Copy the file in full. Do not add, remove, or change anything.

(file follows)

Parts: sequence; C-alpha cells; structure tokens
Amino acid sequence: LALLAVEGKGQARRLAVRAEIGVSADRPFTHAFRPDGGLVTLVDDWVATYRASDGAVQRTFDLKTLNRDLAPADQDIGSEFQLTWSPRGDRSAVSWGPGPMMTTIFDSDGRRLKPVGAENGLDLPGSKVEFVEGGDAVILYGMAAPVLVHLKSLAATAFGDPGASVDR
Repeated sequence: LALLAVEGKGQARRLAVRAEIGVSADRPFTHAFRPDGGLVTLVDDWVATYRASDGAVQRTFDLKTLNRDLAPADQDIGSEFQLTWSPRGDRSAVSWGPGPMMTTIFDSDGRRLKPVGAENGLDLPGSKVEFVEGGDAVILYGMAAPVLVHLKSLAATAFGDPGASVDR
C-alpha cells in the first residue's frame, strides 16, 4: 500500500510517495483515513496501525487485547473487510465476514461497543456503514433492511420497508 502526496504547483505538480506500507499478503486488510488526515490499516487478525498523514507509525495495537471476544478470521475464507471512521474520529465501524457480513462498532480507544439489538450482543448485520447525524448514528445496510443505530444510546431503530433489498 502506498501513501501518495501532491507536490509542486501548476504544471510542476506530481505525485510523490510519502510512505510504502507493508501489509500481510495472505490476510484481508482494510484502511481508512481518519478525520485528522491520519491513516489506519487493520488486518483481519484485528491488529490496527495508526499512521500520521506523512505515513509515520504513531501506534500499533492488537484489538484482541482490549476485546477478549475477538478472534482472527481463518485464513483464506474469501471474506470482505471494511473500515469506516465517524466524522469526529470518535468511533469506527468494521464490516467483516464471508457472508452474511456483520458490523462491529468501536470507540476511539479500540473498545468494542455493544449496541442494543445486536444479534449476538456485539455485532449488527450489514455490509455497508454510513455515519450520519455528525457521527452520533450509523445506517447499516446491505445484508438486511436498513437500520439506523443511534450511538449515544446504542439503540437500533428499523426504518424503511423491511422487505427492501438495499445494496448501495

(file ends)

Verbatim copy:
Parts: sequence; C-alpha cells; structure tokens
Amino acid sequence: LALLAVEGKGQARRLAVRAEIGVSADRPFTHAFRPDGGLVTLVDDWVATYRASDGAVQRTFDLKTLNRDLAPADQDIGSEFQLTWSPRGDRSAVSWGPGPMMTTIFDSDGRRLKPVGAENGLDLPGSKVEFVEGGDAVILYGMAAPVLVHLKSLAATAFGDPGASVDR
Repeated sequence: LALLAVEGKGQARRLAVRAEIGVSADRPFTHAFRPDGGLVTLVDDWVATYRASDGAVQRTFDLKTLNRDLAPADQDIGSEFQLTWSPRGDRSAVSWGPGPMMTTIFDSDGRRLKPVGAENGLDLPGSKVEFVEGGDAVILYGMAAPVLVHLKSLAATAFGDPGASVDR
C-alpha cells in the first residue's frame, strides 16, 4: 500500500510517495483515513496501525487485547473487510465476514461497543456503514433492511420497508 502526496504547483505538480506500507499478503486488510488526515490499516487478525498523514507509525495495537471476544478470521475464507471512521474520529465501524457480513462498532480507544439489538450482543448485520447525524448514528445496510443505530444510546431503530433489498 502506498501513501501518495501532491507536490509542486501548476504544471510542476506530481505525485510523490510519502510512505510504502507493508501489509500481510495472505490476510484481508482494510484502511481508512481518519478525520485528522491520519491513516489506519487493520488486518483481519484485528491488529490496527495508526499512521500520521506523512505515513509515520504513531501506534500499533492488537484489538484482541482490549476485546477478549475477538478472534482472527481463518485464513483464506474469501471474506470482505471494511473500515469506516465517524466524522469526529470518535468511533469506527468494521464490516467483516464471508457472508452474511456483520458490523462491529468501536470507540476511539479500540473498545468494542455493544449496541442494543445486536444479534449476538456485539455485532449488527450489514455490509455497508454510513455515519450520519455528525457521527452520533450509523445506517447499516446491505445484508438486511436498513437500520439506523443511534450511538449515544446504542439503540437500533428499523426504518424503511423491511422487505427492501438495499445494496448501495